PyMC3 performs Bayesian statistical modeling and model fitting focused on advanced Markov chain Monte Carlo and variational fitting algorithms. It offers powerful sampling algorithms, such as the No U-Turn Sampler, allowing complex models with thousands of parameters with little specialized knowledge of fitting algorithms, intuitive model specification syntax, and optimization for finding the maximum a posteriori (MAP) point. PyMC3 uses Theano to compute gradients via automatic differentiation as well as compile probabilistic programs on-the-fly to C for increased speed.

[ascl:1506.005]
PyMC: Bayesian Stochastic Modelling in Python

PyMC is a python module that implements Bayesian statistical models and fitting algorithms, including Markov chain Monte Carlo. Its flexibility and extensibility make it applicable to a large suite of problems. Along with core sampling functionality, PyMC includes methods for summarizing output, plotting, goodness-of-fit and convergence diagnostics.

[ascl:1906.022]
pyLIMA: Microlensing modeling package

pyLIMA (python Lightcurve Identification and Microlensing Analysis) fits microlensing lightcurves and derives the physical quantities of lens systems. The package provides microlensing modeling, and the magnification estimation for high cadence lightcurves has been optimized. pyLIMA is designed to make microlensing modeling and event simulation widely available to the community.

[ascl:1612.018]
pylightcurve: Exoplanet lightcurve model

pylightcurve is a model for light-curves of transiting planets. It uses the four coefficients law for the stellar limb darkening and returns the relative flux, *F*(*t*), as a function of the limb darkening coefficients, *a _{n}*, the

[ascl:2403.012]
Pylians3: Libraries to analyze numerical simulations in Python 3

Pylians3 (Python3 libraries for the analysis of numerical simulations) provides a Python 3 version of Pylians (ascl:1811.008), which analyzes numerical simulations (both N-body and hydrodynamic); parts of the codebase are also written in cython and C. It computes density fields, power spectra, bispectra, and correlation functions, identifies voids, and populates halos with galaxies using an HOD. Pylians3 also applies HI+H2 corrections to the output of hydrodynamic simulations, make 21cm maps, computes DLAs column density distribution functions, and can plot density fields and make movies.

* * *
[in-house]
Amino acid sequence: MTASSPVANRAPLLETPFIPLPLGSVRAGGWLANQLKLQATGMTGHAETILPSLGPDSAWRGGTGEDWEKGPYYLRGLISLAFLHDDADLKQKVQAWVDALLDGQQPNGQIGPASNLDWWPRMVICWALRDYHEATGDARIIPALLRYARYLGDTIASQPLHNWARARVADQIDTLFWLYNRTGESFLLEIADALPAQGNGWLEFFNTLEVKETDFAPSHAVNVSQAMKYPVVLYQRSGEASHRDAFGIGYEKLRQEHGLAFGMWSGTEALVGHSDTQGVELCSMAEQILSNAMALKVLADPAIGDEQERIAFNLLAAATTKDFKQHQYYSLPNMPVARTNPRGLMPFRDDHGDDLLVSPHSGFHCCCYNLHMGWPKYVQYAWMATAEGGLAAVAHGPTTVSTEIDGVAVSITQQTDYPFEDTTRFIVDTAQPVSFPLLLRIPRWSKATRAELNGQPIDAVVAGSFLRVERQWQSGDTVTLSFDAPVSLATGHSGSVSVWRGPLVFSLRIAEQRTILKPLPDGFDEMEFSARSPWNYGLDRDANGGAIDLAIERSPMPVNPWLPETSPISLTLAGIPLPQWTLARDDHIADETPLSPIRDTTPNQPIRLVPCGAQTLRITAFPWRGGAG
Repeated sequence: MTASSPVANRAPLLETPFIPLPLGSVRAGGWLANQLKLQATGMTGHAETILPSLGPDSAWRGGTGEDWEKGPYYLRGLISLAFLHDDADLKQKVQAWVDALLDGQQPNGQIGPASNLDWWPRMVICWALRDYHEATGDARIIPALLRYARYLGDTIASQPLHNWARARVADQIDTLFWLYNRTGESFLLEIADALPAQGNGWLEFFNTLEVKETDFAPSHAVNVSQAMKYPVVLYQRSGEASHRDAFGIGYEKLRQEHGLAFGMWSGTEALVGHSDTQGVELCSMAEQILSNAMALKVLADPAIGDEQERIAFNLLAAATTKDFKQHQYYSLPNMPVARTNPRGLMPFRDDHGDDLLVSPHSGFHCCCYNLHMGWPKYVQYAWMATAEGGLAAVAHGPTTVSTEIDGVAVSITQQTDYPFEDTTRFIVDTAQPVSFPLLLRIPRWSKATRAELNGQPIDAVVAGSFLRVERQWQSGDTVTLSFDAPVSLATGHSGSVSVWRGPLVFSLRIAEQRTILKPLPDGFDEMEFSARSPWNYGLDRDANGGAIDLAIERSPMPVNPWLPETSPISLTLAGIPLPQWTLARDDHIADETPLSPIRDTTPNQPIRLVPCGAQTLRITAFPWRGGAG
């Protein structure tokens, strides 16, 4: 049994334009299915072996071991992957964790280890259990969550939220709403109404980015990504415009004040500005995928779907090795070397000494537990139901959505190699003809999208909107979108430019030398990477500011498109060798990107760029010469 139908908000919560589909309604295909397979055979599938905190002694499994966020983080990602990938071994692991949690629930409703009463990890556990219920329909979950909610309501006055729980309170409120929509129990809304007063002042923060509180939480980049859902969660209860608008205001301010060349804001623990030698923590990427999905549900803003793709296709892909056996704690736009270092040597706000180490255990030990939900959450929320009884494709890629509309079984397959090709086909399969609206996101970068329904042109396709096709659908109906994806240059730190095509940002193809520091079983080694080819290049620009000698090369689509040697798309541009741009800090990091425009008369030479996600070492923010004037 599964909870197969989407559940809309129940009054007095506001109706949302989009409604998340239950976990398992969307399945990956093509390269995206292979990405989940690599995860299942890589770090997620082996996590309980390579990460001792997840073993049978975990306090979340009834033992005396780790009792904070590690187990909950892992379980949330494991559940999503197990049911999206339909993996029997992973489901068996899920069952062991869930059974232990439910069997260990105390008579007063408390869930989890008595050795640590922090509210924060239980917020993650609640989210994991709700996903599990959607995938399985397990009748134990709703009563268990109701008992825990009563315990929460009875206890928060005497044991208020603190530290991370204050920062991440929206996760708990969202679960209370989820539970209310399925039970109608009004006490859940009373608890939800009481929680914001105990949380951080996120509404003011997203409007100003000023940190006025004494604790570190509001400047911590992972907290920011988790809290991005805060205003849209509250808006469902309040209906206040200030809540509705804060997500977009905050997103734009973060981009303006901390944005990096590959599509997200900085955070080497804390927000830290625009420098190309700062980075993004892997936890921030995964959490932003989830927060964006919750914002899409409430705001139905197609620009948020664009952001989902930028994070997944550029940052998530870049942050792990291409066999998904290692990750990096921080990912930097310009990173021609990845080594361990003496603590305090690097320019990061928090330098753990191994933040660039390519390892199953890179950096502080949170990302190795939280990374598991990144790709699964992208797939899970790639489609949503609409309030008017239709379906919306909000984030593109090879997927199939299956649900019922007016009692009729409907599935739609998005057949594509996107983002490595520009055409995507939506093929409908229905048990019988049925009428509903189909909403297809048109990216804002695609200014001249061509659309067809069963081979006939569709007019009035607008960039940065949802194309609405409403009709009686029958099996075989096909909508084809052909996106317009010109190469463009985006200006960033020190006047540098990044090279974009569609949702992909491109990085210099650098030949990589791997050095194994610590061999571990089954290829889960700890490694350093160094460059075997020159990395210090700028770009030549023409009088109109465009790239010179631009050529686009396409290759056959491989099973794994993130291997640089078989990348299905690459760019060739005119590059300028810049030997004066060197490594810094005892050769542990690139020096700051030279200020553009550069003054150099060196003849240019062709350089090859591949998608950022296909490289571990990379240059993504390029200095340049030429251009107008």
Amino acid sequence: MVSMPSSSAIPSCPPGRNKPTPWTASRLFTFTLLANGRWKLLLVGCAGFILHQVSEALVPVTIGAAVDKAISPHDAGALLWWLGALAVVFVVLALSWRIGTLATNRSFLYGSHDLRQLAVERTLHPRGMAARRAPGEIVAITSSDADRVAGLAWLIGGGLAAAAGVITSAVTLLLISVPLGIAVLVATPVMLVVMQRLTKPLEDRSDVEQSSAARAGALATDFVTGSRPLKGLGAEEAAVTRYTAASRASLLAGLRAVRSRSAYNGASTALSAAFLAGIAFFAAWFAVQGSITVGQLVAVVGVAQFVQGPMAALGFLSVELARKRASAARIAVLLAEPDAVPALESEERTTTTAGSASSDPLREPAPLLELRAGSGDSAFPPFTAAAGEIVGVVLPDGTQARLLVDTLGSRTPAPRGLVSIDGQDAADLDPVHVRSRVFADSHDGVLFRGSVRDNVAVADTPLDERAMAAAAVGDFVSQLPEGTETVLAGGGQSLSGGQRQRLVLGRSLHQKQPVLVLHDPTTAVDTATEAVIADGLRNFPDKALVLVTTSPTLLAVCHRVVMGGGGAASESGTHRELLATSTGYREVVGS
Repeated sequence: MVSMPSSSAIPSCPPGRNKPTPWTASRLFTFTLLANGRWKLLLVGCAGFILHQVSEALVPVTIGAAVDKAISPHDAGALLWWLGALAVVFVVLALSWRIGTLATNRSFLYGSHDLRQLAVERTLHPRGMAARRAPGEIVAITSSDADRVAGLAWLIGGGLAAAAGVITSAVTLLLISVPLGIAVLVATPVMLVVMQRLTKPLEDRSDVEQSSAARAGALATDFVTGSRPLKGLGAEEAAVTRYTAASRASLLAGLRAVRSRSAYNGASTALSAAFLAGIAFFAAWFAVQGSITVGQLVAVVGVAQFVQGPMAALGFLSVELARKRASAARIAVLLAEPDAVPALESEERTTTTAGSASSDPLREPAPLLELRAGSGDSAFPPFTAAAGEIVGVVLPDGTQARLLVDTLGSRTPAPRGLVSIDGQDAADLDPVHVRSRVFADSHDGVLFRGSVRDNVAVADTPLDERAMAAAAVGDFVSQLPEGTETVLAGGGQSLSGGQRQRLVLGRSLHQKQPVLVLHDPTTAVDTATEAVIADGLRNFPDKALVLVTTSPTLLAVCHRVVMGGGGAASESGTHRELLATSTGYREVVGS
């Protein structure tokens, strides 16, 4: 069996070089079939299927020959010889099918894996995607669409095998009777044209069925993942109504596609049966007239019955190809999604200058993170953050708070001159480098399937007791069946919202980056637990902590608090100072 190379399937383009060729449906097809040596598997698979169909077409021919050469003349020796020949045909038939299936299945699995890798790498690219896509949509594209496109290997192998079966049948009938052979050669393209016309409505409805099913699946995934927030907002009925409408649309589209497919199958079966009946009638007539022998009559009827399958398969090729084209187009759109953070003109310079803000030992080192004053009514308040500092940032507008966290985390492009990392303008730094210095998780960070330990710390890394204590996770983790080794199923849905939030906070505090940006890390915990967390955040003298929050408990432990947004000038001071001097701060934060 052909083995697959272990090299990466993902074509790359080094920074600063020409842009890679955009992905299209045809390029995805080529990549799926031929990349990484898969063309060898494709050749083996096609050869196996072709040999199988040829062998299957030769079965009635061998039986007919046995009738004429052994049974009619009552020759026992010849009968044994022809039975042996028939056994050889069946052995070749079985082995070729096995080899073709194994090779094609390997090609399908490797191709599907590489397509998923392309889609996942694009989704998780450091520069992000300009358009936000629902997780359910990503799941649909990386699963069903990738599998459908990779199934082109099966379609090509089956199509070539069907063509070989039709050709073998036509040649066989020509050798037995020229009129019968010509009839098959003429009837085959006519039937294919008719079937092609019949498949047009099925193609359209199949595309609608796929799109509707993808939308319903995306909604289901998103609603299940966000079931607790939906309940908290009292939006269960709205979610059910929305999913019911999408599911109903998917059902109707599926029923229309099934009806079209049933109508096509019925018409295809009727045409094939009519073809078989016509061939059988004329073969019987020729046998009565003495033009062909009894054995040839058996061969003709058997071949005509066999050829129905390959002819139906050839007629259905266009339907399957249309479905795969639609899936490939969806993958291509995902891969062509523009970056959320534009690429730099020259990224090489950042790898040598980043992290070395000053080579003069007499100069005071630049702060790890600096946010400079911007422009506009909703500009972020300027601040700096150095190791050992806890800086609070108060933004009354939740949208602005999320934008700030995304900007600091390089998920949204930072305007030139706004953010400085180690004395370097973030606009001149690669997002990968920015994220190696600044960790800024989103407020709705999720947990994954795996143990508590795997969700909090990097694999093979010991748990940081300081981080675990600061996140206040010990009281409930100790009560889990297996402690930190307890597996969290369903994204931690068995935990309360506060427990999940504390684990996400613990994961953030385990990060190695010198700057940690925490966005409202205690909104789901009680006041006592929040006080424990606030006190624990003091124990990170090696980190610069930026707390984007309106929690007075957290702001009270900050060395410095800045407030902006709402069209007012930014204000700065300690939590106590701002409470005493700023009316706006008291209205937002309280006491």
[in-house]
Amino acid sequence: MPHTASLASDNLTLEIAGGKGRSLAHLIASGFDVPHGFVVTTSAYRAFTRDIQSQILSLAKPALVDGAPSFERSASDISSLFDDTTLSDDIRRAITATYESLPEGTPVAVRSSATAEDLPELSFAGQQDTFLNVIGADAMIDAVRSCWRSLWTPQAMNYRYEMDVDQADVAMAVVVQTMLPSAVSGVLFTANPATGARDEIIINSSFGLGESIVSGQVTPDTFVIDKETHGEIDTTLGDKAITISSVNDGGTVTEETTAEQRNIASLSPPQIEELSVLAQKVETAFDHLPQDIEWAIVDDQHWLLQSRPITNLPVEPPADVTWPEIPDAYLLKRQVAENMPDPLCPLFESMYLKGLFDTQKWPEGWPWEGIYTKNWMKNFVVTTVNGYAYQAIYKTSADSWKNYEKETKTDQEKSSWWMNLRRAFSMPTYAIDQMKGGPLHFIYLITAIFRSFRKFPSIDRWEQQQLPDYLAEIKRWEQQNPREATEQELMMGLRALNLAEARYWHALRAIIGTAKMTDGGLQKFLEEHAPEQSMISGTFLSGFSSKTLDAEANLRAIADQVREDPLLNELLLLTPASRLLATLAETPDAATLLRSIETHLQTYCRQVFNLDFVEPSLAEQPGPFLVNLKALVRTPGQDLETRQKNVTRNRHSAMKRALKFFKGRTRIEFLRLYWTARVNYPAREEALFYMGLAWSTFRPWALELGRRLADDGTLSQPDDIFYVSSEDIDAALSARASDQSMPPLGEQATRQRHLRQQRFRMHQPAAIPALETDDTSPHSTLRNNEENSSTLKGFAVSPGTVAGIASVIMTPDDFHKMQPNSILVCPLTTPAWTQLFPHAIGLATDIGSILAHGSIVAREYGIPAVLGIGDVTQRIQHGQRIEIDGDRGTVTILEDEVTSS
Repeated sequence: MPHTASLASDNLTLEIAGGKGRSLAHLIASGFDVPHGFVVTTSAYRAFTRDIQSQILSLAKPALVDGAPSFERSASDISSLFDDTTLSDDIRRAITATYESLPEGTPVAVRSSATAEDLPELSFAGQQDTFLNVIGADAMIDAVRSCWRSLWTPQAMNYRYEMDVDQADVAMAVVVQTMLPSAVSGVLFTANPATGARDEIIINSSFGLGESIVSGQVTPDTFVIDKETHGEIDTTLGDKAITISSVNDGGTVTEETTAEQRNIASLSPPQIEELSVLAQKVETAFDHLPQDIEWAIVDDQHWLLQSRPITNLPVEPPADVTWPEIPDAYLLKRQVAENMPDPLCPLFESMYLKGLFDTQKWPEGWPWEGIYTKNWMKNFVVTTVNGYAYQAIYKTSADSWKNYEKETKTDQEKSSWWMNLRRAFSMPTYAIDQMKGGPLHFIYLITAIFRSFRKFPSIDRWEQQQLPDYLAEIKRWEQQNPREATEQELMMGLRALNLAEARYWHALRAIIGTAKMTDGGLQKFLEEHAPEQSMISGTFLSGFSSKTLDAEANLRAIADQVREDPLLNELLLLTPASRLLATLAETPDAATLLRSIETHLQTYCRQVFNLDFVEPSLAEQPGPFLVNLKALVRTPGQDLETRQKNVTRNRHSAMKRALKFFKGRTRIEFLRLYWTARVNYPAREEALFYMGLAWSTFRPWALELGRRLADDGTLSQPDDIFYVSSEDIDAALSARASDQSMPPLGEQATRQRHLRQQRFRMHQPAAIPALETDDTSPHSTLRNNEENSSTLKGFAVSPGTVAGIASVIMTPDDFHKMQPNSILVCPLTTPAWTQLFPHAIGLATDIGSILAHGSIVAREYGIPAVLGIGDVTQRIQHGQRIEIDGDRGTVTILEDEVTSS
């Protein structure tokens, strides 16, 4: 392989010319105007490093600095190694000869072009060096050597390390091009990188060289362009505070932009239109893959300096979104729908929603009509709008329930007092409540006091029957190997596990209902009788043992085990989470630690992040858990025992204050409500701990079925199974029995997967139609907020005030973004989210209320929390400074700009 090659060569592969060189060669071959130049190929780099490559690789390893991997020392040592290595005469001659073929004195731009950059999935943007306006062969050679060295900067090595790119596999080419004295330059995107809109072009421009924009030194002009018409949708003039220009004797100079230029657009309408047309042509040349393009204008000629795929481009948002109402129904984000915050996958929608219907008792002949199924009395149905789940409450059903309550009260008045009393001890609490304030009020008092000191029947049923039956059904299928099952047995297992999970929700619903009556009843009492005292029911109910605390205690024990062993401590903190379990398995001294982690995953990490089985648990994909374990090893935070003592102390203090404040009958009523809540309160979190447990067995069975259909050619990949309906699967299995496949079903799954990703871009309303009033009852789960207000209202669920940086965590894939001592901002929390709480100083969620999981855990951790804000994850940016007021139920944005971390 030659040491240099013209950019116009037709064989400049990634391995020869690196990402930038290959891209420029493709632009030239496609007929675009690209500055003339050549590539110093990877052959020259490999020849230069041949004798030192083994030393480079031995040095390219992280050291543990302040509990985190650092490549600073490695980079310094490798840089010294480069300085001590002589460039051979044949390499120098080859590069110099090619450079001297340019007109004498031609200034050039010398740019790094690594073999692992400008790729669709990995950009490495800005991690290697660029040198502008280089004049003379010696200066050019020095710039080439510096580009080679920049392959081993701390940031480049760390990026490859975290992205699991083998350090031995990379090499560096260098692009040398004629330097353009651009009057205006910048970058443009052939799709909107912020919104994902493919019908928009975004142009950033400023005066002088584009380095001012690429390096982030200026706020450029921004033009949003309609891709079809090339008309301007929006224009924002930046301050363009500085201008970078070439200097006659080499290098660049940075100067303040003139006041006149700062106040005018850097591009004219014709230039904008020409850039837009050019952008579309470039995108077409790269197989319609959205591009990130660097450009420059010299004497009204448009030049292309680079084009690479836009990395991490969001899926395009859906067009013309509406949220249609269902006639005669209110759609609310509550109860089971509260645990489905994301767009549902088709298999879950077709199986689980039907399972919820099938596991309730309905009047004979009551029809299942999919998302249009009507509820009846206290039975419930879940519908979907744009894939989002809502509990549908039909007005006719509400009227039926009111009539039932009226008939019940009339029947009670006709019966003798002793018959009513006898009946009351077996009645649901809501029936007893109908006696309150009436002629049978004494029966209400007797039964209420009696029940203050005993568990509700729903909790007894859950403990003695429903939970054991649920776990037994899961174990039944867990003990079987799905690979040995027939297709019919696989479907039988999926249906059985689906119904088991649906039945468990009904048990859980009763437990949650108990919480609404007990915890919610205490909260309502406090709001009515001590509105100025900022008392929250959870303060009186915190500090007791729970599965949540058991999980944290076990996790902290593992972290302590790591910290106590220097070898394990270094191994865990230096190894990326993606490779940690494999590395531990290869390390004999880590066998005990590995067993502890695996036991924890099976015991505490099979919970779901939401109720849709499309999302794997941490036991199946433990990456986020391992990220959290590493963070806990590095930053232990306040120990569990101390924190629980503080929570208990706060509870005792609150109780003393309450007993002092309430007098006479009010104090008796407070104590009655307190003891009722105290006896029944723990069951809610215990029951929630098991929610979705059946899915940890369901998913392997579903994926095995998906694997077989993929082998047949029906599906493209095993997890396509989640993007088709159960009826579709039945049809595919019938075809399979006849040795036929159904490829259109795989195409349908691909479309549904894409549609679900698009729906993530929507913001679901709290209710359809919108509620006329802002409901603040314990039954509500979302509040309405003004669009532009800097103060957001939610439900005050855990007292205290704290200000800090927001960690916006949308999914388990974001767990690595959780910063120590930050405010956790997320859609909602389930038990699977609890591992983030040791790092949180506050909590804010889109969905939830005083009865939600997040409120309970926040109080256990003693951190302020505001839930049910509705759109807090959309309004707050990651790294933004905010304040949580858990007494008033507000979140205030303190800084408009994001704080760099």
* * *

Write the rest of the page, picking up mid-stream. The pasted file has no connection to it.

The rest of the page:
[ascl:1811.008]
Pylians: Python libraries for the analysis of numerical simulations

Pylians facilitates the analysis of numerical simulations (both N-body and hydro). This set of libraries, written in python, cython and C, compute power spectra, bispectra, and correlation functions, identifies voids, and populates halos with galaxies using an HOD. Pylians can also apply HI+H2 corrections to the output of hydrodynamic simulations, makes 21cm maps, computes DLAs column density distribution functions, and plots density fields. A Python 3 version of this code, Pylians3 (ascl:2403.012) is available.

[ascl:1510.003]
PyLDTk: Python toolkit for calculating stellar limb darkening profiles and model-specific coefficients for arbitrary filters

PyLDTk automates the calculation of custom stellar limb darkening (LD) profiles and model-specific limb darkening coefficients (LDC) using the library of PHOENIX-generated specific intensity spectra by Husser et al. (2013). It facilitates exoplanet transit light curve modeling, especially transmission spectroscopy where the modeling is carried out for custom narrow passbands. PyLDTk construct model-specific priors on the limb darkening coefficients prior to the transit light curve modeling. It can also be directly integrated into the log posterior computation of any pre-existing transit modeling code with minimal modifications to constrain the LD model parameter space directly by the LD profile, allowing for the marginalization over the whole parameter space that can explain the profile without the need to approximate this constraint by a prior distribution. This is useful when using a high-order limb darkening model where the coefficients are often correlated, and the priors estimated from the tabulated values usually fail to include these correlations.

[ascl:1708.016]
pyLCSIM: X-ray lightcurves simulator

pyLCSIM simulates X-ray lightcurves from coherent signals and power spectrum models. Coherent signals can be specified as a sum of one or more sinusoids, each with its frequency, pulsed fraction and phase shift; or as a series of harmonics of a fundamental frequency (each with its pulsed fraction and phase shift). Power spectra can be simulated from a model of the power spectrum density (PSD) using as a template one or more of the built-in library functions. The user can also define his/her custom models. Models are additive.